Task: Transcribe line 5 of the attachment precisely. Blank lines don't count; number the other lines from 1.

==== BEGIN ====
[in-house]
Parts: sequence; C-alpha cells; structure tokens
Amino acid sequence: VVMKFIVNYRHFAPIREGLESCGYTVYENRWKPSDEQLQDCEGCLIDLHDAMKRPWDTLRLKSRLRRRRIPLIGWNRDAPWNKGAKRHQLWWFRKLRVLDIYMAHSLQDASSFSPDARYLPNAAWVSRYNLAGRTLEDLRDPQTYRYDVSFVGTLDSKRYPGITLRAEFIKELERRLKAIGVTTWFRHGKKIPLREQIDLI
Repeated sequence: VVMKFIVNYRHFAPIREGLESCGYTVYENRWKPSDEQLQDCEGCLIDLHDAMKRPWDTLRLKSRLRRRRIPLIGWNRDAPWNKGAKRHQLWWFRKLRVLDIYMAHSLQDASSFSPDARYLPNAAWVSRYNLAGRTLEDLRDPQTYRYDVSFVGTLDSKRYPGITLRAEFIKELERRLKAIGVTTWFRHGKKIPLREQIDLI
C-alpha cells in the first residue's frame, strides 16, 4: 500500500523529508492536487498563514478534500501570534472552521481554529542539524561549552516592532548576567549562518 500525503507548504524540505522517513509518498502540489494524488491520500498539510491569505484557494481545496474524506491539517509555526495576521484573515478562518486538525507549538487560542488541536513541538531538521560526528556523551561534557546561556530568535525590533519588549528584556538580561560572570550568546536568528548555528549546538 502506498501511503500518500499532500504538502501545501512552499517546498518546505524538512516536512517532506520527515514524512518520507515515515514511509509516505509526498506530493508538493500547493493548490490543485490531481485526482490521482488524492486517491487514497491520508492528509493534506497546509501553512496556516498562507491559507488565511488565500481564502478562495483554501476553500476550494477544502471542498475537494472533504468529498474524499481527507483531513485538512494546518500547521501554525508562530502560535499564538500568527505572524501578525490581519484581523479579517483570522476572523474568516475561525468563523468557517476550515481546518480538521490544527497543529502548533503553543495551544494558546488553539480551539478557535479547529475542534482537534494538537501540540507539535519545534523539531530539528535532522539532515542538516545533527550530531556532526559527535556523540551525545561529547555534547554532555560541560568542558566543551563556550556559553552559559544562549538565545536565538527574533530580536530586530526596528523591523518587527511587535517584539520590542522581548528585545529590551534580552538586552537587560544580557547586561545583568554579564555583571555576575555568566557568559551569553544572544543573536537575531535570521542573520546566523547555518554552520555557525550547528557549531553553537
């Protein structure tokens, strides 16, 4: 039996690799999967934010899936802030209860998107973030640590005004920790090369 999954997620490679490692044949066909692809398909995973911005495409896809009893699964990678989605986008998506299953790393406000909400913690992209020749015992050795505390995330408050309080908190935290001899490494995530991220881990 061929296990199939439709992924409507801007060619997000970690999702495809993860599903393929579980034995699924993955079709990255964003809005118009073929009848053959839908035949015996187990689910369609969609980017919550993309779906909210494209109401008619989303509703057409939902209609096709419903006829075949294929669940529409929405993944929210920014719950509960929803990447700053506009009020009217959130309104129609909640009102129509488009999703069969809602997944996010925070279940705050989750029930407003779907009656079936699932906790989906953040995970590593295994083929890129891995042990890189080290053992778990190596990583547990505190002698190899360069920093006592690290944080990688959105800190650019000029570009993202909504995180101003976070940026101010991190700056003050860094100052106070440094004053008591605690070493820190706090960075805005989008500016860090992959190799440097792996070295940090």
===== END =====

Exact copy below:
C-alpha cells in the first residue's frame, strides 16, 4: 500500500523529508492536487498563514478534500501570534472552521481554529542539524561549552516592532548576567549562518 500525503507548504524540505522517513509518498502540489494524488491520500498539510491569505484557494481545496474524506491539517509555526495576521484573515478562518486538525507549538487560542488541536513541538531538521560526528556523551561534557546561556530568535525590533519588549528584556538580561560572570550568546536568528548555528549546538 502506498501511503500518500499532500504538502501545501512552499517546498518546505524538512516536512517532506520527515514524512518520507515515515514511509509516505509526498506530493508538493500547493493548490490543485490531481485526482490521482488524492486517491487514497491520508492528509493534506497546509501553512496556516498562507491559507488565511488565500481564502478562495483554501476553500476550494477544502471542498475537494472533504468529498474524499481527507483531513485538512494546518500547521501554525508562530502560535499564538500568527505572524501578525490581519484581523479579517483570522476572523474568516475561525468563523468557517476550515481546518480538521490544527497543529502548533503553543495551544494558546488553539480551539478557535479547529475542534482537534494538537501540540507539535519545534523539531530539528535532522539532515542538516545533527550530531556532526559527535556523540551525545561529547555534547554532555560541560568542558566543551563556550556559553552559559544562549538565545536565538527574533530580536530586530526596528523591523518587527511587535517584539520590542522581548528585545529590551534580552538586552537587560544580557547586561545583568554579564555583571555576575555568566557568559551569553544572544543573536537575531535570521542573520546566523547555518554552520555557525550547528557549531553553537